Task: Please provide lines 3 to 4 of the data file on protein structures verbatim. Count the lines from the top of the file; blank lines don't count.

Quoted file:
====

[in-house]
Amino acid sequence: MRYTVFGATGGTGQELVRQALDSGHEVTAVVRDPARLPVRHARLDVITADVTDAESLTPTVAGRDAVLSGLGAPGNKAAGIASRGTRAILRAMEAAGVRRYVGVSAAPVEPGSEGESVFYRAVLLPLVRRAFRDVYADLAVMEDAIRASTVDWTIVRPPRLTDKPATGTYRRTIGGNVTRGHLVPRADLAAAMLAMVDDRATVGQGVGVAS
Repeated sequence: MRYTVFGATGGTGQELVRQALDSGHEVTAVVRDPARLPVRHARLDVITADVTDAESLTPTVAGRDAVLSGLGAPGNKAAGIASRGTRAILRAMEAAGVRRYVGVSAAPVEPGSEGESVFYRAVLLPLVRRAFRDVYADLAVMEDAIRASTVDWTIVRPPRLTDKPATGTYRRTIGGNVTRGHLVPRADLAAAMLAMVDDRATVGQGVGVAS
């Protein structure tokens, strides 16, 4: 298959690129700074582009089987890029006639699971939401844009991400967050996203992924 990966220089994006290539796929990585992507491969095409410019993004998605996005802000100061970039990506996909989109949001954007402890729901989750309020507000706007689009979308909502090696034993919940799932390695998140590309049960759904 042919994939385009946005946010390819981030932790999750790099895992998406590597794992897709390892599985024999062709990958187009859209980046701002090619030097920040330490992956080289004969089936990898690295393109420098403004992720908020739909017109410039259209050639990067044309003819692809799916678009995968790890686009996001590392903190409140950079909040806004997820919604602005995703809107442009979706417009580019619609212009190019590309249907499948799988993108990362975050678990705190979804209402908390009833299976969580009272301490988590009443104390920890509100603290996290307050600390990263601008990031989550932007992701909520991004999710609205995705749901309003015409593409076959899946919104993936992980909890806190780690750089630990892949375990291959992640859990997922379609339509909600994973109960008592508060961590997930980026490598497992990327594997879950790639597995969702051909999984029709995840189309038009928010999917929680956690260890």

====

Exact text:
Repeated sequence: MRYTVFGATGGTGQELVRQALDSGHEVTAVVRDPARLPVRHARLDVITADVTDAESLTPTVAGRDAVLSGLGAPGNKAAGIASRGTRAILRAMEAAGVRRYVGVSAAPVEPGSEGESVFYRAVLLPLVRRAFRDVYADLAVMEDAIRASTVDWTIVRPPRLTDKPATGTYRRTIGGNVTRGHLVPRADLAAAMLAMVDDRATVGQGVGVAS
């Protein structure tokens, strides 16, 4: 298959690129700074582009089987890029006639699971939401844009991400967050996203992924 990966220089994006290539796929990585992507491969095409410019993004998605996005802000100061970039990506996909989109949001954007402890729901989750309020507000706007689009979308909502090696034993919940799932390695998140590309049960759904 042919994939385009946005946010390819981030932790999750790099895992998406590597794992897709390892599985024999062709990958187009859209980046701002090619030097920040330490992956080289004969089936990898690295393109420098403004992720908020739909017109410039259209050639990067044309003819692809799916678009995968790890686009996001590392903190409140950079909040806004997820919604602005995703809107442009979706417009580019619609212009190019590309249907499948799988993108990362975050678990705190979804209402908390009833299976969580009272301490988590009443104390920890509100603290996290307050600390990263601008990031989550932007992701909520991004999710609205995705749901309003015409593409076959899946919104993936992980909890806190780690750089630990892949375990291959992640859990997922379609339509909600994973109960008592508060961590997930980026490598497992990327594997879950790639597995969702051909999984029709995840189309038009928010999917929680956690260890």